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Firefighters holding back wildfire near northern Alberta community


Firefighters are holding back a wildfire from the northern Alberta community of Janvier and the Chipewyan Prairie First Nation.

The municipal hamlet, the First Nation and the Métis community are about 120 kilometres south of Fort McMurray and have been on an evacuation alert since Wednesday.

The municipality and the province have warned residents to be prepared to leave if the fire gets close to the community.

(Charlie Brockman/ CBC News Graphics)

Jody Butz, fire chief for the Regional Municipality of Wood Buffalo, said forestry crews aided by the Indigenous community have been holding back the fire, which covers 237 hectares.

Bulldozers are building fire guards and water tankers have been bombarding the flames.

“Alberta forestry has deemed the wildfire as out of control in its current status,” Butz said. “But the suppression efforts and the amount of resources that have been placed on it have had a positive outcome on it.”

People in the community remain calm, said resident Marina Nokohoo, though the air is clouded with smoke.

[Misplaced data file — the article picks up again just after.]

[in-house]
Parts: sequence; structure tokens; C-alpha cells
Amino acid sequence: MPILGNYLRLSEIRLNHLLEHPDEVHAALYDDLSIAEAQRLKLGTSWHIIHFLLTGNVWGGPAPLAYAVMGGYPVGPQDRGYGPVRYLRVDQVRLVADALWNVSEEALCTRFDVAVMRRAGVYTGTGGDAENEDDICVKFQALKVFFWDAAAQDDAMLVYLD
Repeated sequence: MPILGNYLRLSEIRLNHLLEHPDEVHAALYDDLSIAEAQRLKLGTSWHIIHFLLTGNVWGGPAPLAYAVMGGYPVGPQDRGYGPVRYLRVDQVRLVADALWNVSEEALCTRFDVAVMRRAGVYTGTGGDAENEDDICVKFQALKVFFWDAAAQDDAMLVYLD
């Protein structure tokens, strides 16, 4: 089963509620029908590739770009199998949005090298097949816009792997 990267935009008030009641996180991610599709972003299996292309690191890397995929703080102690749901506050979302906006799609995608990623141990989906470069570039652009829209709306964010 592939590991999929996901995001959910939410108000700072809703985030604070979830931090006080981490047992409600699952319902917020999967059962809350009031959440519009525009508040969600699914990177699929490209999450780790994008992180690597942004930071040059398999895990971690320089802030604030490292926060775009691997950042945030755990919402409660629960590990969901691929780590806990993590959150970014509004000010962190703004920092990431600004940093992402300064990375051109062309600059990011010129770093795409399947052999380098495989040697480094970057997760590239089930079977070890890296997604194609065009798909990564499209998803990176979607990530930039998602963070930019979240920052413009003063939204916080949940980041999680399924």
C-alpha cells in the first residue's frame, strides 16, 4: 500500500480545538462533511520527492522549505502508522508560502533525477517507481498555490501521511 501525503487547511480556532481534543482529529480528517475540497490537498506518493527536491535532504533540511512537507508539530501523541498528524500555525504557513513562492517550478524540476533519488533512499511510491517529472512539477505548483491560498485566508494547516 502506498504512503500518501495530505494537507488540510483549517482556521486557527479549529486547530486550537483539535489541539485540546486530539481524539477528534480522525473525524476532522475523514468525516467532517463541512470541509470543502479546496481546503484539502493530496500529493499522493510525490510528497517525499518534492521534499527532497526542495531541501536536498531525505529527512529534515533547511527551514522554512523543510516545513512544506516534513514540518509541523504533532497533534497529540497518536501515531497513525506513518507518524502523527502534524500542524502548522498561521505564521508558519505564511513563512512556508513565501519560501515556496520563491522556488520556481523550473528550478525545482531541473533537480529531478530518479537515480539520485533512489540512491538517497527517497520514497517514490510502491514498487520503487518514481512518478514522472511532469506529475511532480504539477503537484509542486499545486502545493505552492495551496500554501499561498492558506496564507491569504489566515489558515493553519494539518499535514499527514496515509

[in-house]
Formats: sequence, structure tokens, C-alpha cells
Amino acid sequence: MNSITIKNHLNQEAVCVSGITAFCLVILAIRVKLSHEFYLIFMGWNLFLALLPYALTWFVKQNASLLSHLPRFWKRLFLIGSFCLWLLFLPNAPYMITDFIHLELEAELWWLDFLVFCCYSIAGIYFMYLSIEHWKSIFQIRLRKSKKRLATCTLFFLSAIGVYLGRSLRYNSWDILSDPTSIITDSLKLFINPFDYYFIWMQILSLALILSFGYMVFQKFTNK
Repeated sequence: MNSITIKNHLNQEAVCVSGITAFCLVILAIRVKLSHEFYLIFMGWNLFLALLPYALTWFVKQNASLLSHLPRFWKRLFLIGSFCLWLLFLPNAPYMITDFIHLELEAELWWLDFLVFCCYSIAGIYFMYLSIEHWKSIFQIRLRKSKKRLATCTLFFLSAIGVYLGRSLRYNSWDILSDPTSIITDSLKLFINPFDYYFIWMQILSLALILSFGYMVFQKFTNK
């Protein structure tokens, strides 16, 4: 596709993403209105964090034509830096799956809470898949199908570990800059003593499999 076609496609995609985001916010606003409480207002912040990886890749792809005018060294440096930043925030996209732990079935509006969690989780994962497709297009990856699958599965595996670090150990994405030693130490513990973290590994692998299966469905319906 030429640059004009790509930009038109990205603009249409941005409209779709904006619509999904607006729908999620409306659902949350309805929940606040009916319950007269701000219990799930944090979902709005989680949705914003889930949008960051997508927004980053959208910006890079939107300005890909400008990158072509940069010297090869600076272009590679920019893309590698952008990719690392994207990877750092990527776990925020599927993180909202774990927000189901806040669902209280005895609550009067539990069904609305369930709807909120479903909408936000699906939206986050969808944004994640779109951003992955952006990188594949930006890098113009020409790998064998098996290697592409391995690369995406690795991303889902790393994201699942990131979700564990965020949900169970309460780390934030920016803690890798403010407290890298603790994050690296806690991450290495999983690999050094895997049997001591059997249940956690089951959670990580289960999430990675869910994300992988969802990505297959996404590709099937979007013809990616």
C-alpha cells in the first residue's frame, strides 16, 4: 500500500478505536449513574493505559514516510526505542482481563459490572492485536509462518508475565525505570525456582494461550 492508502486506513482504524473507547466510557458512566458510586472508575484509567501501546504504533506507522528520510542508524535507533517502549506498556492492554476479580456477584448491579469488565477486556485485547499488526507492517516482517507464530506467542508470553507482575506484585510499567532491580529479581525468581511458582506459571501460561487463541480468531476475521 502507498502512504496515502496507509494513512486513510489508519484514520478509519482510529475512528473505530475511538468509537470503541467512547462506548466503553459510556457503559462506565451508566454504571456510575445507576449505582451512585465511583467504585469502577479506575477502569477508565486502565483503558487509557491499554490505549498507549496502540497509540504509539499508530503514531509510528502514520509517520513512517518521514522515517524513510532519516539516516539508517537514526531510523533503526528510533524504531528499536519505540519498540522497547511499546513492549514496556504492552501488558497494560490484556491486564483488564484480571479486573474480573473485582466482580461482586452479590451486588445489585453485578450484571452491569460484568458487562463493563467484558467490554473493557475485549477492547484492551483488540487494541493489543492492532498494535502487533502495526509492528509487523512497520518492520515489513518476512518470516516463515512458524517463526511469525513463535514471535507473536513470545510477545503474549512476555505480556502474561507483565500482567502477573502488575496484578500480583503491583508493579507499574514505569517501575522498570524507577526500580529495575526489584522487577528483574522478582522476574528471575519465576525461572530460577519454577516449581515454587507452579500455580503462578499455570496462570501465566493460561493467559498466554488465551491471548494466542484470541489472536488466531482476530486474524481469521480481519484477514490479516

“It’s quite peaceful around here. It’s very, very smokey,” Nokokoo said. “I am sitting here with two elders, one of them being my dad and an experienced firefighter. And my dad knows exactly where that fire is and at what point we were really going to have to worry.”

Nokohoo, a member of the band, said some elders and people with breathing problems were evacuated on Wednesday.

Wood Buffalo municipality said in a news release that busses are stationed in the community if needed to evacuate residents to the Anzac recreation centre north of the community.

Though this fire has not grown, the fire chief cautioned that conditions remain dry and hot, making more wildfires likely. 

The province has imposed fire restrictions near the southern boundary of Big Lakes County, north of Peace River, within Wood Buffalo National Park, and in the Lac La Biche and Fort McMurray areas.

Fire permits have been suspended and backyard fire pits, campfires, charcoal briquettes, turkey fryers, torches, exploding targets and fireworks are banned.

Propane fire pits, gas stoves or propane barbecues can still be used in communities and in back country and camping areas. 

Connect with David Thurton, CBC’s Fort McMurray correspondent, on FacebookTwitterLinkedIn or email him at david.thurton@cbc.ca





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